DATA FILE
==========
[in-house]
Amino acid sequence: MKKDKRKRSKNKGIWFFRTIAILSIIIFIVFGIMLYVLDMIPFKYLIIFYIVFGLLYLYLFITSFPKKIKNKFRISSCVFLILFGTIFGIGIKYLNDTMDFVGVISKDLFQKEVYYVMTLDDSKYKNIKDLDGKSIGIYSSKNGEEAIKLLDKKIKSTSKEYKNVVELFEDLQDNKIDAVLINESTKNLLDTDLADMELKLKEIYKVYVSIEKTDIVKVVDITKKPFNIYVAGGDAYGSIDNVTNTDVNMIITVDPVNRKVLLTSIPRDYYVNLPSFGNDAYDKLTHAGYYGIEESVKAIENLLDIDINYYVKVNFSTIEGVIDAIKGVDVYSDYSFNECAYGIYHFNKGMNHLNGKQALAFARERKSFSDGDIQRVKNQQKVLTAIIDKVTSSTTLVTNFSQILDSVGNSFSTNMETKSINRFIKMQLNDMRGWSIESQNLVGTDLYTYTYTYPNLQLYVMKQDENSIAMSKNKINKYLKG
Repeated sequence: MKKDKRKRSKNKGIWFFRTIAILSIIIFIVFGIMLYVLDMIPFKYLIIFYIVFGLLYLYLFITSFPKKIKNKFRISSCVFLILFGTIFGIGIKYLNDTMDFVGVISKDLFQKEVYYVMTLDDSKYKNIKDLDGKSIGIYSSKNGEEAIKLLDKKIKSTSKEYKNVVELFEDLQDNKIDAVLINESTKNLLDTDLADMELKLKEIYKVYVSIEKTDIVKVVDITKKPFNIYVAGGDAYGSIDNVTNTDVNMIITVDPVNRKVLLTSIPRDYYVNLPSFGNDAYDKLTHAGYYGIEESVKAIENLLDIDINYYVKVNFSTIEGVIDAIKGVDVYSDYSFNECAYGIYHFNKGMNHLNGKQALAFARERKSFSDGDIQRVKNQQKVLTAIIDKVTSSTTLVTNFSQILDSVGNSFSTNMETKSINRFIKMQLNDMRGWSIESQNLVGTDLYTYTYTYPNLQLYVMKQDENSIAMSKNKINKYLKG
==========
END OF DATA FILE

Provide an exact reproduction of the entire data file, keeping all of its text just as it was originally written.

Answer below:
[in-house]
Amino acid sequence: MKKDKRKRSKNKGIWFFRTIAILSIIIFIVFGIMLYVLDMIPFKYLIIFYIVFGLLYLYLFITSFPKKIKNKFRISSCVFLILFGTIFGIGIKYLNDTMDFVGVISKDLFQKEVYYVMTLDDSKYKNIKDLDGKSIGIYSSKNGEEAIKLLDKKIKSTSKEYKNVVELFEDLQDNKIDAVLINESTKNLLDTDLADMELKLKEIYKVYVSIEKTDIVKVVDITKKPFNIYVAGGDAYGSIDNVTNTDVNMIITVDPVNRKVLLTSIPRDYYVNLPSFGNDAYDKLTHAGYYGIEESVKAIENLLDIDINYYVKVNFSTIEGVIDAIKGVDVYSDYSFNECAYGIYHFNKGMNHLNGKQALAFARERKSFSDGDIQRVKNQQKVLTAIIDKVTSSTTLVTNFSQILDSVGNSFSTNMETKSINRFIKMQLNDMRGWSIESQNLVGTDLYTYTYTYPNLQLYVMKQDENSIAMSKNKINKYLKG
Repeated sequence: MKKDKRKRSKNKGIWFFRTIAILSIIIFIVFGIMLYVLDMIPFKYLIIFYIVFGLLYLYLFITSFPKKIKNKFRISSCVFLILFGTIFGIGIKYLNDTMDFVGVISKDLFQKEVYYVMTLDDSKYKNIKDLDGKSIGIYSSKNGEEAIKLLDKKIKSTSKEYKNVVELFEDLQDNKIDAVLINESTKNLLDTDLADMELKLKEIYKVYVSIEKTDIVKVVDITKKPFNIYVAGGDAYGSIDNVTNTDVNMIITVDPVNRKVLLTSIPRDYYVNLPSFGNDAYDKLTHAGYYGIEESVKAIENLLDIDINYYVKVNFSTIEGVIDAIKGVDVYSDYSFNECAYGIYHFNKGMNHLNGKQALAFARERKSFSDGDIQRVKNQQKVLTAIIDKVTSSTTLVTNFSQILDSVGNSFSTNMETKSINRFIKMQLNDMRGWSIESQNLVGTDLYTYTYTYPNLQLYVMKQDENSIAMSKNKINKYLKG